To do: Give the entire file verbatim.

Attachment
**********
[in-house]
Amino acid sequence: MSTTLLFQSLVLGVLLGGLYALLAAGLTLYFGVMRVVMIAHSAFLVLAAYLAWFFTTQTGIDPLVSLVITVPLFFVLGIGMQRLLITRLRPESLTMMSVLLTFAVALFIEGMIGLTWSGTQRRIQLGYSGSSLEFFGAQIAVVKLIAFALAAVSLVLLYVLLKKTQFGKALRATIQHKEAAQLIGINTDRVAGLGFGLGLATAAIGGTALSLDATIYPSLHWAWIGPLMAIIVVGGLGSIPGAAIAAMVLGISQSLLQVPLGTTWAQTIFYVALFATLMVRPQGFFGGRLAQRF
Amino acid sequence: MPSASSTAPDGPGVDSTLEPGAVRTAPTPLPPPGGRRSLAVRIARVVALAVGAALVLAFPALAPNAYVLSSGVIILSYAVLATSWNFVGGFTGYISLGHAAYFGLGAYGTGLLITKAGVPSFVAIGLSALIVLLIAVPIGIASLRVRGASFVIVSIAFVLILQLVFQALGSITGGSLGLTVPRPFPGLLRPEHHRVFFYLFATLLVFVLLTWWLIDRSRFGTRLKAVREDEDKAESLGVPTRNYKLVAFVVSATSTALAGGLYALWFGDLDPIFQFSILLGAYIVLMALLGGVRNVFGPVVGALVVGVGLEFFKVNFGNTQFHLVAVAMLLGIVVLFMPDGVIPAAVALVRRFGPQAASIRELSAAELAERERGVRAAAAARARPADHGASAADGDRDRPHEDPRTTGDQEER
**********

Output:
[in-house]
Amino acid sequence: MSTTLLFQSLVLGVLLGGLYALLAAGLTLYFGVMRVVMIAHSAFLVLAAYLAWFFTTQTGIDPLVSLVITVPLFFVLGIGMQRLLITRLRPESLTMMSVLLTFAVALFIEGMIGLTWSGTQRRIQLGYSGSSLEFFGAQIAVVKLIAFALAAVSLVLLYVLLKKTQFGKALRATIQHKEAAQLIGINTDRVAGLGFGLGLATAAIGGTALSLDATIYPSLHWAWIGPLMAIIVVGGLGSIPGAAIAAMVLGISQSLLQVPLGTTWAQTIFYVALFATLMVRPQGFFGGRLAQRF
Amino acid sequence: MPSASSTAPDGPGVDSTLEPGAVRTAPTPLPPPGGRRSLAVRIARVVALAVGAALVLAFPALAPNAYVLSSGVIILSYAVLATSWNFVGGFTGYISLGHAAYFGLGAYGTGLLITKAGVPSFVAIGLSALIVLLIAVPIGIASLRVRGASFVIVSIAFVLILQLVFQALGSITGGSLGLTVPRPFPGLLRPEHHRVFFYLFATLLVFVLLTWWLIDRSRFGTRLKAVREDEDKAESLGVPTRNYKLVAFVVSATSTALAGGLYALWFGDLDPIFQFSILLGAYIVLMALLGGVRNVFGPVVGALVVGVGLEFFKVNFGNTQFHLVAVAMLLGIVVLFMPDGVIPAAVALVRRFGPQAASIRELSAAELAERERGVRAAAAARARPADHGASAADGDRDRPHEDPRTTGDQEER